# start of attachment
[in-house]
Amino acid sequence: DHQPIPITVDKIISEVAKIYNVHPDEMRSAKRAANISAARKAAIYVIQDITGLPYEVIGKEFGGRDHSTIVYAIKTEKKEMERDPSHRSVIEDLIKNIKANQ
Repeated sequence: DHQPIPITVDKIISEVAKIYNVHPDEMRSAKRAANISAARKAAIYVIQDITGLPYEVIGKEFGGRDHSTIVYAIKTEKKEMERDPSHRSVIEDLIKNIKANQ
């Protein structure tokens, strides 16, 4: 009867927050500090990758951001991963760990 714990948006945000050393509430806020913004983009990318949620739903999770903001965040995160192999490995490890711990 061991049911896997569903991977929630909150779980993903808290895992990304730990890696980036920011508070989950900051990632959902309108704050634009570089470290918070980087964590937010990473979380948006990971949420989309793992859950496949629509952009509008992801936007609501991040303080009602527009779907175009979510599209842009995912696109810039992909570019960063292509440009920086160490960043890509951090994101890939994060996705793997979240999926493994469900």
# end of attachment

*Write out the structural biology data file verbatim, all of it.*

[in-house]
Amino acid sequence: DHQPIPITVDKIISEVAKIYNVHPDEMRSAKRAANISAARKAAIYVIQDITGLPYEVIGKEFGGRDHSTIVYAIKTEKKEMERDPSHRSVIEDLIKNIKANQ
Repeated sequence: DHQPIPITVDKIISEVAKIYNVHPDEMRSAKRAANISAARKAAIYVIQDITGLPYEVIGKEFGGRDHSTIVYAIKTEKKEMERDPSHRSVIEDLIKNIKANQ
């Protein structure tokens, strides 16, 4: 009867927050500090990758951001991963760990 714990948006945000050393509430806020913004983009990318949620739903999770903001965040995160192999490995490890711990 061991049911896997569903991977929630909150779980993903808290895992990304730990890696980036920011508070989950900051990632959902309108704050634009570089470290918070980087964590937010990473979380948006990971949420989309793992859950496949629509952009509008992801936007609501991040303080009602527009779907175009979510599209842009995912696109810039992909570019960063292509440009920086160490960043890509951090994101890939994060996705793997979240999926493994469900």